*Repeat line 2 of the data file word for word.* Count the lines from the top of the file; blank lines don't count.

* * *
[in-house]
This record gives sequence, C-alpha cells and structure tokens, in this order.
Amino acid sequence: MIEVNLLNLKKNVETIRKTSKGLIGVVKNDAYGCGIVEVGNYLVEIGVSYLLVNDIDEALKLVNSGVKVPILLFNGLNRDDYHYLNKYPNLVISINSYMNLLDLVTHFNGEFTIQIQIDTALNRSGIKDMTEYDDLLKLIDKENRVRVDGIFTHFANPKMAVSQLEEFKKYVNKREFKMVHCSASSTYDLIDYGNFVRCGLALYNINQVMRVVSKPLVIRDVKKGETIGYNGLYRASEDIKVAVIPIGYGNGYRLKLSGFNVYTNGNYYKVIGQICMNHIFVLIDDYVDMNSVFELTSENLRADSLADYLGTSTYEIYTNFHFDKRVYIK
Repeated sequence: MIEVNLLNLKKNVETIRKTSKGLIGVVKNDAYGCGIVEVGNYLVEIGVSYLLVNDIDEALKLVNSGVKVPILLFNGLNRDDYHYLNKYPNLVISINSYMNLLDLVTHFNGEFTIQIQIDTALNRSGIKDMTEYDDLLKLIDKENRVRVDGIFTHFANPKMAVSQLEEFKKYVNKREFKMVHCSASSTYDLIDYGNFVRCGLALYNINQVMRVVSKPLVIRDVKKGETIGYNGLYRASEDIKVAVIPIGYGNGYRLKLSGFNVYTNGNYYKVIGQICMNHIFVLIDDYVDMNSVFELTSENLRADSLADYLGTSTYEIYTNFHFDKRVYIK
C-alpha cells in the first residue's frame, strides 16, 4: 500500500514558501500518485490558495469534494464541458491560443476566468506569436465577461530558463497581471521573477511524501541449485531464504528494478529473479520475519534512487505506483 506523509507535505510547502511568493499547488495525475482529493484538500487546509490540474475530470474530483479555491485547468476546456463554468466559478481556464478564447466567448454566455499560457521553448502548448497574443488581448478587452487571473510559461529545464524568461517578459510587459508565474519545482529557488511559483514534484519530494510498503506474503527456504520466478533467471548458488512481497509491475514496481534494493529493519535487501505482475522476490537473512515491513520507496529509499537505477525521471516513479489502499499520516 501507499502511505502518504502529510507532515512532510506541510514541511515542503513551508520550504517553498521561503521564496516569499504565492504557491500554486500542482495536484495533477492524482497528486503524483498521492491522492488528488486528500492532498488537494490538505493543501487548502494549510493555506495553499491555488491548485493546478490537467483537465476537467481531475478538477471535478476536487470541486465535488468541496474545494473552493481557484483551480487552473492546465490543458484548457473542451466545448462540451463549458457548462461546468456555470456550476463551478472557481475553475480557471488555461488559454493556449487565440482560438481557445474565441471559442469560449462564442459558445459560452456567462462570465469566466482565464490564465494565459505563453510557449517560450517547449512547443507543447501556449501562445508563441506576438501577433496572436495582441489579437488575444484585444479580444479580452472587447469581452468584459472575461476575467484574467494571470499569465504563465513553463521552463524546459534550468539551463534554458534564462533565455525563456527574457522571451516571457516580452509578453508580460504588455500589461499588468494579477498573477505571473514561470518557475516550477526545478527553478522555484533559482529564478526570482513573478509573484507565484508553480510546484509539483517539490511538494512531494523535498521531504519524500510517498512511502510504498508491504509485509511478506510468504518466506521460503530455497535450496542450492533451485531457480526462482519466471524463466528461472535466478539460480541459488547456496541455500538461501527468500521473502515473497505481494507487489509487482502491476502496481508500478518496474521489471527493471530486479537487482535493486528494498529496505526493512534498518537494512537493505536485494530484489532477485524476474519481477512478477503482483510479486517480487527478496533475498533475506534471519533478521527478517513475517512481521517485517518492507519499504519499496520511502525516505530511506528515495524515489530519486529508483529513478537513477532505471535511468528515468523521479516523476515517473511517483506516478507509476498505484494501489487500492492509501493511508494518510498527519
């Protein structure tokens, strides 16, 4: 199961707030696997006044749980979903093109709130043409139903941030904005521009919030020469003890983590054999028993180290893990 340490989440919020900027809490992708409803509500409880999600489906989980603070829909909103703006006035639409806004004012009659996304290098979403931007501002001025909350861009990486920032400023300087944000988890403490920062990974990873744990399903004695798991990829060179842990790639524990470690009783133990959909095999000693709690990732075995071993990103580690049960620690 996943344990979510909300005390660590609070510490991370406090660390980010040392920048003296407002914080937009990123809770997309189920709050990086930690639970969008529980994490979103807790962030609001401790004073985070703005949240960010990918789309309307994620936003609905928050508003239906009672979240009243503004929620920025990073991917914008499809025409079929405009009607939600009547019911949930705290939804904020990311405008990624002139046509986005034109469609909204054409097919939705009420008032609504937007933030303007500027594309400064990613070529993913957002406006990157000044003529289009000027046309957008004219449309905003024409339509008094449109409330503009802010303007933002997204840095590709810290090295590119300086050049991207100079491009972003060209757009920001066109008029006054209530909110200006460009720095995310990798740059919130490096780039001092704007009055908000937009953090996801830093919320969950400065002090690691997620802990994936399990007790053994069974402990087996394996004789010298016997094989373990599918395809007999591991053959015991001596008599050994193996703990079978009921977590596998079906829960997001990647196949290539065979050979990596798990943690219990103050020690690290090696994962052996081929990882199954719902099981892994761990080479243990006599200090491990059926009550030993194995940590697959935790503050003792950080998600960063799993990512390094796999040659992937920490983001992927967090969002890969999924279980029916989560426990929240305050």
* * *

This record gives sequence, C-alpha cells and structure tokens, in this order.